Love & Hunger by Charlotte Wood

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The sub-title of Love & Hunger by Charlotte Wood is Thoughts On the Gift of Food, and the words in this book are a gift to readers.

Love & Hunger is made up of chapters which tell stories about the author’s family and friends, and all sorts of funny, interesting and useful advice for living a gracious life. Each chapter is backed up by recipes.

The author is around about my age and Australian. Like Charlotte Wood, she grew up in a country town, so not surprisingly, I found a lot to identify with in her stories. There are stories about the most stylish woman in town, who gave the author’s father a plate of Hedgehog every year for his birthday, stories about communities rallying around families with food and love when needed, funny stories about old farmers who don’t eat fruit with their dinner (Hawaiian Chicken, Apricot Chicken and the like, all staples of the Australian family menu back in the day) and stories about wakes and dinner parties and holidays.

The useful advice is also good. I’ll be re-reading how to brine a chicken, followed by how to roast a chicken, two kitchen basics I have so far avoided. There is a lot of information dedicated to pulses and grains, which have become very fashionable in Australian kitchens over the past few years, and some excellent soup recipes.

There are recipes in this book which I am very unlikely to ever try. One example is the recipe for Pomegranate Honey. I love honey, to the point where I don’t believe it can be improved. I haven’t tasted pomegranate, but am very doubtful of whether its addition to my second favourite food can make it better or not (my favourite food is Granny Smith apples, in case anyone was wondering). I don’t think adding apples to honey (or vice versa) would improve either.

Another recipe I am unwilling to try is the one for Brussels Sprouts. Eww. I tried them once and they were bloody horrible. I agree with the author that the addition of bacon improves almost everything, but is the addition of the Brussels Sprouts going to improve the bacon? I doubt it.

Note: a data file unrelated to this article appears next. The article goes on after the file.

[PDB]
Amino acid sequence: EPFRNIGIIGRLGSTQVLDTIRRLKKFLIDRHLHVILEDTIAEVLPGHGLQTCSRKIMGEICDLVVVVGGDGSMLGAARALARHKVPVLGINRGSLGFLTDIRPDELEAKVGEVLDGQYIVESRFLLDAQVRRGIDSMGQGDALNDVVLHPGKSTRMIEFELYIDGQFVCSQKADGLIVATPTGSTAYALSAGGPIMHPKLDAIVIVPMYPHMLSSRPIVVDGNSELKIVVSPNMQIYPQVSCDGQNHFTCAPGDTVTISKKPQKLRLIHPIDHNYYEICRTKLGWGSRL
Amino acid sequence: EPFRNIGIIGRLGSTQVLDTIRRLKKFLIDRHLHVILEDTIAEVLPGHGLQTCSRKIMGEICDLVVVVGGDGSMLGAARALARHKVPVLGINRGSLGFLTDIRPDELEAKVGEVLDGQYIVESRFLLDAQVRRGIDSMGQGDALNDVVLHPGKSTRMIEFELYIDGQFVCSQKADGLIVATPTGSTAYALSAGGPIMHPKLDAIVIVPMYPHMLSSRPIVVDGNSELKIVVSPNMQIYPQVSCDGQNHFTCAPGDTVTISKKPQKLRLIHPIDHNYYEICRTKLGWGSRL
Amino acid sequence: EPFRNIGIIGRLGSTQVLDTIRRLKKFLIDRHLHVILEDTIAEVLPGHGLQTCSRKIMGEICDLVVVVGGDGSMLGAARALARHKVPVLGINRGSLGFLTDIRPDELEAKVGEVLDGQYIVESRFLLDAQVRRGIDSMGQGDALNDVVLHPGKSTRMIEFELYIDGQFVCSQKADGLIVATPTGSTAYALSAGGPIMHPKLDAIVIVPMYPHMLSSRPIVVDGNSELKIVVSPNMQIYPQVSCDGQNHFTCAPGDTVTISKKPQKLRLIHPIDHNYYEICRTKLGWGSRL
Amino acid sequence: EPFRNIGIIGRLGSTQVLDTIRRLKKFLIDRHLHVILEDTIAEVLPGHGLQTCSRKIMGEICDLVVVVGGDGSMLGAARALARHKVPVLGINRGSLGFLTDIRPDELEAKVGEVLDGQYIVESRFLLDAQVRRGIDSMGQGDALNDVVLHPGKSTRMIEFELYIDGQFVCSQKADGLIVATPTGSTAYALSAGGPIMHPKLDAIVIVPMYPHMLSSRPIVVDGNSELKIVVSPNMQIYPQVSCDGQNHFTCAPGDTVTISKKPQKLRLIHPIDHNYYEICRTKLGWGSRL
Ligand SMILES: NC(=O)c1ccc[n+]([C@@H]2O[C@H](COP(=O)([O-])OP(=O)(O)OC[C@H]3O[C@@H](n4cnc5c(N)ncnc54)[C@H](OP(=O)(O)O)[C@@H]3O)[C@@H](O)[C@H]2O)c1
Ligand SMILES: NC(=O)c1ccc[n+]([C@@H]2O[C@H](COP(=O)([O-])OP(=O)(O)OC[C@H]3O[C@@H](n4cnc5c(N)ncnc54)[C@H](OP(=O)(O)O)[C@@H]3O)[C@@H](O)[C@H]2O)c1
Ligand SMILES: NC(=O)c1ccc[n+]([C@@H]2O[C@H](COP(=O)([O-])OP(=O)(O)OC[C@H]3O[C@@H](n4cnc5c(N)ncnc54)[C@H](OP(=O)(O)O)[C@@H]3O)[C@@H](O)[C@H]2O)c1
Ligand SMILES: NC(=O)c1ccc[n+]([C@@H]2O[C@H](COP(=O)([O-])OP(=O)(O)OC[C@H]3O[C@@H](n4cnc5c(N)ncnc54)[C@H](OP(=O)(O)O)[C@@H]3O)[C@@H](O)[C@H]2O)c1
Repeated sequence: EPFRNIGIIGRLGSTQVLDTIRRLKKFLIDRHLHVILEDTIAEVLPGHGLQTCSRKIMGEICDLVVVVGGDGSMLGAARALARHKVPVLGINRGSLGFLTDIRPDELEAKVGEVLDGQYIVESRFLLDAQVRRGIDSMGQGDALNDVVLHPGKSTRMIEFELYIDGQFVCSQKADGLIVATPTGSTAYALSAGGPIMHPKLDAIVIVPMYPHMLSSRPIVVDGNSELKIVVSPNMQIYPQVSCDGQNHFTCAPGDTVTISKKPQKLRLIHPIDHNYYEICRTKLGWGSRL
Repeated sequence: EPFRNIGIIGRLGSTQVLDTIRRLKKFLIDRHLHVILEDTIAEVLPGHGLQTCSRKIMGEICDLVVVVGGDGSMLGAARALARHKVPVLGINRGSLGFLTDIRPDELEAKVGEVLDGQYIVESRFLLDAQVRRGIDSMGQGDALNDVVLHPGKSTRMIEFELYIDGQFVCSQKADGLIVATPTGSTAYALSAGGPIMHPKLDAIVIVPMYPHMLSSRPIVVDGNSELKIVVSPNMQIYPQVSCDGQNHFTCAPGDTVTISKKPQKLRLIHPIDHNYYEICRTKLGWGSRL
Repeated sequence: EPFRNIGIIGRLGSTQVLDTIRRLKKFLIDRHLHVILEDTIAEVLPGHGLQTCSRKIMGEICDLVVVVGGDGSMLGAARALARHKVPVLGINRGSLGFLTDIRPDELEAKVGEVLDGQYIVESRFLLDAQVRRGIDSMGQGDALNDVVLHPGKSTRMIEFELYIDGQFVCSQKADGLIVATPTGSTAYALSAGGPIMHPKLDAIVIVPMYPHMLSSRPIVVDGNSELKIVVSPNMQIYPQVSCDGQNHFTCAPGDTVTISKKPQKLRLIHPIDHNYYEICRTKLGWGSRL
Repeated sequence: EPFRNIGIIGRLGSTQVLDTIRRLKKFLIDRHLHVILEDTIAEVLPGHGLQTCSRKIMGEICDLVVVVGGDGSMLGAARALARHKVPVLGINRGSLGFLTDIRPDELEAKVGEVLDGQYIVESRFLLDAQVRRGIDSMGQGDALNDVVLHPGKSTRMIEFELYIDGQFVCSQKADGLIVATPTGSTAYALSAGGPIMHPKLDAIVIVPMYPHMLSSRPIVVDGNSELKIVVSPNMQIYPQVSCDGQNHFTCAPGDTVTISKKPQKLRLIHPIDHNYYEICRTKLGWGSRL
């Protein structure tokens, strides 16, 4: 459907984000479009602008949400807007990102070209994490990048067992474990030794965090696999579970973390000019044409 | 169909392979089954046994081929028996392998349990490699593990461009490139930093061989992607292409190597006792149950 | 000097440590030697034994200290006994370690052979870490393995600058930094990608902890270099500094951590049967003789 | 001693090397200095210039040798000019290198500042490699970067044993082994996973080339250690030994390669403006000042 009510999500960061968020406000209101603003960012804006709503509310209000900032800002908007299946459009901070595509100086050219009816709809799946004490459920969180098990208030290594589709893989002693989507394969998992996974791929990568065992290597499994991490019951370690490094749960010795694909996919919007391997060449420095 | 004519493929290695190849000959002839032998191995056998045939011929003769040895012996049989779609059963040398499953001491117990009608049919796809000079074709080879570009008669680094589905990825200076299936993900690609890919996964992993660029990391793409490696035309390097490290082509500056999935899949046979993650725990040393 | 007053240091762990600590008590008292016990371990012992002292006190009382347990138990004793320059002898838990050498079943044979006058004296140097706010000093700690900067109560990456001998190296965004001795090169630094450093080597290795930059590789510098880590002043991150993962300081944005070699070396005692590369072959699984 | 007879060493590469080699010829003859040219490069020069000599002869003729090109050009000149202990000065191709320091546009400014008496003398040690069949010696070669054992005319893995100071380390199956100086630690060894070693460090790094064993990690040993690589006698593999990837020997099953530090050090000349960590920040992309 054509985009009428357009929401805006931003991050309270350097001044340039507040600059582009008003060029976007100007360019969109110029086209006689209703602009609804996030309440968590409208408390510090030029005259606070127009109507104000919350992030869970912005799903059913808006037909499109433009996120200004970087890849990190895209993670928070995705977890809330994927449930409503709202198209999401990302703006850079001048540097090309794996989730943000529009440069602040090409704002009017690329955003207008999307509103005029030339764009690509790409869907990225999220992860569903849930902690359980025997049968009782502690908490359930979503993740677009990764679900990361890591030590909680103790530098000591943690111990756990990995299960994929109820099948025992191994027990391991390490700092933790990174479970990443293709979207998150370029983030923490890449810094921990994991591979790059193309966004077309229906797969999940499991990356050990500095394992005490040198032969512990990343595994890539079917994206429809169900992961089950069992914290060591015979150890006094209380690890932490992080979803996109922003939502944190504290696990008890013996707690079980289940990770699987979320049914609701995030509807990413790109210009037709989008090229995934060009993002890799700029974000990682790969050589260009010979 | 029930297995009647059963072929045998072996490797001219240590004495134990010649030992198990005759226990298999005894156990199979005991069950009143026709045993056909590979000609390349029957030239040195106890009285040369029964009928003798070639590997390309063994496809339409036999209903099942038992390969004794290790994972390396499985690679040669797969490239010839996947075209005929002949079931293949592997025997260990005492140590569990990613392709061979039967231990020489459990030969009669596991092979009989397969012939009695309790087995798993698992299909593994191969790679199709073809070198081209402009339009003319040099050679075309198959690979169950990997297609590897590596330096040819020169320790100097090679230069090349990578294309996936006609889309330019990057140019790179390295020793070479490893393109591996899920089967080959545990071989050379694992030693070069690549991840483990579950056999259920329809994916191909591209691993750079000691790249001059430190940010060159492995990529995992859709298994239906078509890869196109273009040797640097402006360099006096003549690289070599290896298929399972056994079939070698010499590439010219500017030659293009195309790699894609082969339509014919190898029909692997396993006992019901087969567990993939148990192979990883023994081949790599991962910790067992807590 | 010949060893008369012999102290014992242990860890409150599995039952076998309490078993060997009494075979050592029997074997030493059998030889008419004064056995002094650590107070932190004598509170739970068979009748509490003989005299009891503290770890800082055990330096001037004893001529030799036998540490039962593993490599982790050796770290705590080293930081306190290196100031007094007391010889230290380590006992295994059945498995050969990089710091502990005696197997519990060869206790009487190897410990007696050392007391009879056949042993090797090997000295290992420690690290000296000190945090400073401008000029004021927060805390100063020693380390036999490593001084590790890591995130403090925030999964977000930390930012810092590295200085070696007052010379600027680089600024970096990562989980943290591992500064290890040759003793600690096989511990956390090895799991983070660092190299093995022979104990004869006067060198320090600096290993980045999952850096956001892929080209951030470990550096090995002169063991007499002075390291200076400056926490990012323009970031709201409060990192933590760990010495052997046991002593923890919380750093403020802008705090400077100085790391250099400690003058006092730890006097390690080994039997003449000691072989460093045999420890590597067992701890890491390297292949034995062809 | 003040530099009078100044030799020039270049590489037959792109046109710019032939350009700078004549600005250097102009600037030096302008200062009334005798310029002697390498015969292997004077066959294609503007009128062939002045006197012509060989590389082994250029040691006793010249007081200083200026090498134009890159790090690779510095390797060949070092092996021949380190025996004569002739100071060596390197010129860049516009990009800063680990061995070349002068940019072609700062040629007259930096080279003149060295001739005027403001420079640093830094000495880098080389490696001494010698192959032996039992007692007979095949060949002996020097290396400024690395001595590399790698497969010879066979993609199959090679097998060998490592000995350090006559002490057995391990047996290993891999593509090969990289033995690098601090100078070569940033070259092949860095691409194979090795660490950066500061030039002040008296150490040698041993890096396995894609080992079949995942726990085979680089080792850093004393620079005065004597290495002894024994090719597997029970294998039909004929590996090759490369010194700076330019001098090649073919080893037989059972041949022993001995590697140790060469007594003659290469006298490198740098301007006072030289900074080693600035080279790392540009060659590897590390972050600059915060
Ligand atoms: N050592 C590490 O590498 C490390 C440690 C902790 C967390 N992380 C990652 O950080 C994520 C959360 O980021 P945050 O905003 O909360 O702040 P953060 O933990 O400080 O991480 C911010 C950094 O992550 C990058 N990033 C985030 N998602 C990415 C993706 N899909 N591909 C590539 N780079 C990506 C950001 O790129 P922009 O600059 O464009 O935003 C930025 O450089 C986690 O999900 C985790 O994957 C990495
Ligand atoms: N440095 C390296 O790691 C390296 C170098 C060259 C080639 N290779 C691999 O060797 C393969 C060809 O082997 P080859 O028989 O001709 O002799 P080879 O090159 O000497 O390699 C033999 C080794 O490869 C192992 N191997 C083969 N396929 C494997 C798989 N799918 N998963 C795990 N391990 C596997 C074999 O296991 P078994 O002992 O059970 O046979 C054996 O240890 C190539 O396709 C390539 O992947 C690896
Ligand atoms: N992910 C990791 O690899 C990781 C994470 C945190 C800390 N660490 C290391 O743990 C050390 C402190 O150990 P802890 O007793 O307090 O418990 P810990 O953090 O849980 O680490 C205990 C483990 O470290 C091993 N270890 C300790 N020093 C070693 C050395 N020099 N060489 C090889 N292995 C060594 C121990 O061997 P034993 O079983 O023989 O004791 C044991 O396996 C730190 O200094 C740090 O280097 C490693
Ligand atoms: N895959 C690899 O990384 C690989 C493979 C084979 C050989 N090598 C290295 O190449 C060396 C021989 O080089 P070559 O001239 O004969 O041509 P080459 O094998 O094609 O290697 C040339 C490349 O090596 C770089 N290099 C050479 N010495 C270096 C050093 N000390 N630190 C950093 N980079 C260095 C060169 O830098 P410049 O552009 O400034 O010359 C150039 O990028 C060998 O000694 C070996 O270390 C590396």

Which makes me a hypocrite, according to the chapter about fussy eating. According to the author, we all have a moral obligation to our friends, families, workmates and everyone else we eat with not to be picky eaters, for the sake of good manners. Also, fussy eaters are apparently afraid of life. I like to think I have good manners and that I am brave enough to try different foods. I understand that my preference not to eat some foods, for example offal, is cultural rather than based on what the stuff actually tastes like. But if someone serves me Brussels Sprouts (or even worse, Broad Beans) I would probably prefer to offend them by saying, “No, thank you,” than by taking a mouthful of the disgusting things and then retching.

I enjoyed the chapter about surprises when eating. Heston Blumenthal’s Bacon and Egg Ice Cream doesn’t appeal to me, but I enjoyed reading the author’s experience of eating it (she loved it).

The chapter on essential ingredients was interesting, although completely different to my essential ingredients, which are obviously baking oriented.

That leads me to my only real complaint about this book, which is that the author doesn’t seem to have a sweet tooth. There are recipes for the afore-mentioned Hedgehog (which was in every Australian woman’s repertoire back in the 1970s) and for a Whole Orange Cake, but apart from a yoghurt-y thing, there were no more recipes using sugar.

Other than the lack of sweet recipes, I really enjoyed Love & Hunger by Charlotte Wood. This is a format which would work for family historians, as a way of passing down family stories and recipes to future generations. I’ve also had a look at the author’s blog, How to shuck an oyster, which is definitely worthy of a second look.

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